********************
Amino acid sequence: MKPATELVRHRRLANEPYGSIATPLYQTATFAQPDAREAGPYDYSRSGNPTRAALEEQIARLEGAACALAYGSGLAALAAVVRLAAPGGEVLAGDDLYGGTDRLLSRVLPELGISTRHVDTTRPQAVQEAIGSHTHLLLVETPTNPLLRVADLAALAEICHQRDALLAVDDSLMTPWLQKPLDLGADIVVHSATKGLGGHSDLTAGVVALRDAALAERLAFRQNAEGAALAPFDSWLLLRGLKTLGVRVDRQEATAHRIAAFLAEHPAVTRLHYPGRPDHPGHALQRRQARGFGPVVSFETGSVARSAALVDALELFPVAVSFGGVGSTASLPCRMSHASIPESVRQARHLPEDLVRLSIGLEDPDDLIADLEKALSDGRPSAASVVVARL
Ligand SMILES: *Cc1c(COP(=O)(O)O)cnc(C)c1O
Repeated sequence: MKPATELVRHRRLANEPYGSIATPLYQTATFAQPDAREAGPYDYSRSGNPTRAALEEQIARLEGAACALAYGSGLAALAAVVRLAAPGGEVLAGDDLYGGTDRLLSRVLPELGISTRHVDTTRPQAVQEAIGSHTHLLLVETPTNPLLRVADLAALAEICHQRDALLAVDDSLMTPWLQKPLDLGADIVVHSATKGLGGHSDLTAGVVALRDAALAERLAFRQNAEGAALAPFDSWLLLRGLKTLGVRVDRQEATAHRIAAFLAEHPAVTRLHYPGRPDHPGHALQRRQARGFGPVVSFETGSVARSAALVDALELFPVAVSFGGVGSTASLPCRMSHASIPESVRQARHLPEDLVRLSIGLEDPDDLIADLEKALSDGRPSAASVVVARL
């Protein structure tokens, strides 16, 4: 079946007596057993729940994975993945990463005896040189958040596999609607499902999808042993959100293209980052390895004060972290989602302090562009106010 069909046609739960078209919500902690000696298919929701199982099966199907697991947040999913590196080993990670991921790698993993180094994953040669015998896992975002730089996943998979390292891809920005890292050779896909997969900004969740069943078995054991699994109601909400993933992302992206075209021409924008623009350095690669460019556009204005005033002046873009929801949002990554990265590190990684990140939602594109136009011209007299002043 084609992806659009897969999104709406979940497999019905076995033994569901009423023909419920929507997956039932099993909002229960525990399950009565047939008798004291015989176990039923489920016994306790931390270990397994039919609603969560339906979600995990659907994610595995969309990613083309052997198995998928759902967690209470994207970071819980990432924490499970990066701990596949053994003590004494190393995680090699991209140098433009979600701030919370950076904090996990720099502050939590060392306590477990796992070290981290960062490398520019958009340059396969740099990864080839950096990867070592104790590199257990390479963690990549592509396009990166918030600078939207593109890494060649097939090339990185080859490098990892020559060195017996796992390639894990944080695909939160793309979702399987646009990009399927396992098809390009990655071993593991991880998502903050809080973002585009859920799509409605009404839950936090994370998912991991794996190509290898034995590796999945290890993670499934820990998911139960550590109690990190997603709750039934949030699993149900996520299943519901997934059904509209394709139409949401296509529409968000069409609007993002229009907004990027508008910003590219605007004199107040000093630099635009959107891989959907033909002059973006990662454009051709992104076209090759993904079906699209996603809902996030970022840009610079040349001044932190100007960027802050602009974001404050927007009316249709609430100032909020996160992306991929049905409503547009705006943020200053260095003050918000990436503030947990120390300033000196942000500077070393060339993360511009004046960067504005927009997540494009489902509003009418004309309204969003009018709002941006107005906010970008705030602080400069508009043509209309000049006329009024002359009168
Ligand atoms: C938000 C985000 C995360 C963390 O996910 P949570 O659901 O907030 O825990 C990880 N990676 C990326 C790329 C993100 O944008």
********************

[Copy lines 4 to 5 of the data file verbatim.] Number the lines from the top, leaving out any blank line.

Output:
């Protein structure tokens, strides 16, 4: 079946007596057993729940994975993945990463005896040189958040596999609607499902999808042993959100293209980052390895004060972290989602302090562009106010 069909046609739960078209919500902690000696298919929701199982099966199907697991947040999913590196080993990670991921790698993993180094994953040669015998896992975002730089996943998979390292891809920005890292050779896909997969900004969740069943078995054991699994109601909400993933992302992206075209021409924008623009350095690669460019556009204005005033002046873009929801949002990554990265590190990684990140939602594109136009011209007299002043 084609992806659009897969999104709406979940497999019905076995033994569901009423023909419920929507997956039932099993909002229960525990399950009565047939008798004291015989176990039923489920016994306790931390270990397994039919609603969560339906979600995990659907994610595995969309990613083309052997198995998928759902967690209470994207970071819980990432924490499970990066701990596949053994003590004494190393995680090699991209140098433009979600701030919370950076904090996990720099502050939590060392306590477990796992070290981290960062490398520019958009340059396969740099990864080839950096990867070592104790590199257990390479963690990549592509396009990166918030600078939207593109890494060649097939090339990185080859490098990892020559060195017996796992390639894990944080695909939160793309979702399987646009990009399927396992098809390009990655071993593991991880998502903050809080973002585009859920799509409605009404839950936090994370998912991991794996190509290898034995590796999945290890993670499934820990998911139960550590109690990190997603709750039934949030699993149900996520299943519901997934059904509209394709139409949401296509529409968000069409609007993002229009907004990027508008910003590219605007004199107040000093630099635009959107891989959907033909002059973006990662454009051709992104076209090759993904079906699209996603809902996030970022840009610079040349001044932190100007960027802050602009974001404050927007009316249709609430100032909020996160992306991929049905409503547009705006943020200053260095003050918000990436503030947990120390300033000196942000500077070393060339993360511009004046960067504005927009997540494009489902509003009418004309309204969003009018709002941006107005906010970008705030602080400069508009043509209309000049006329009024002359009168
Ligand atoms: C938000 C985000 C995360 C963390 O996910 P949570 O659901 O907030 O825990 C990880 N990676 C990326 C790329 C993100 O944008």